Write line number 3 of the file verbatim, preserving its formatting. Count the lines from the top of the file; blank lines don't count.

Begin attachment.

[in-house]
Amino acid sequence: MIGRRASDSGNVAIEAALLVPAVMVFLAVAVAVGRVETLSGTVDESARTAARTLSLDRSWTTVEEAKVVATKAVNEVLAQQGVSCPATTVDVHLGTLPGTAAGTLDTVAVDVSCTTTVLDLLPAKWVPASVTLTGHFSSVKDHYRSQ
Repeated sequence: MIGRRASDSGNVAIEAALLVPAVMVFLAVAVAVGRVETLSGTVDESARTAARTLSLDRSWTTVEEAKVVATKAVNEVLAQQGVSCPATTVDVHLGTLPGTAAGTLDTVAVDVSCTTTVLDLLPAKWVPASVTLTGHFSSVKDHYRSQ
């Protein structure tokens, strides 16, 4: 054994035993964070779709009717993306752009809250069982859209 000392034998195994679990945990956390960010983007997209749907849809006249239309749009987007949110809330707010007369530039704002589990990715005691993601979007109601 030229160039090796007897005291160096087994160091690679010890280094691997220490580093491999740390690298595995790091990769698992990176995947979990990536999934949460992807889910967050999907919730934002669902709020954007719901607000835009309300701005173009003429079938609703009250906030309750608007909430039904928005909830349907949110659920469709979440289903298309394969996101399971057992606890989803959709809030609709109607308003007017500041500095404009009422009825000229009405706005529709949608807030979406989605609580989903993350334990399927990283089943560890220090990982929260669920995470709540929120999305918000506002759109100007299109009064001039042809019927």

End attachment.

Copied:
Repeated sequence: MIGRRASDSGNVAIEAALLVPAVMVFLAVAVAVGRVETLSGTVDESARTAARTLSLDRSWTTVEEAKVVATKAVNEVLAQQGVSCPATTVDVHLGTLPGTAAGTLDTVAVDVSCTTTVLDLLPAKWVPASVTLTGHFSSVKDHYRSQ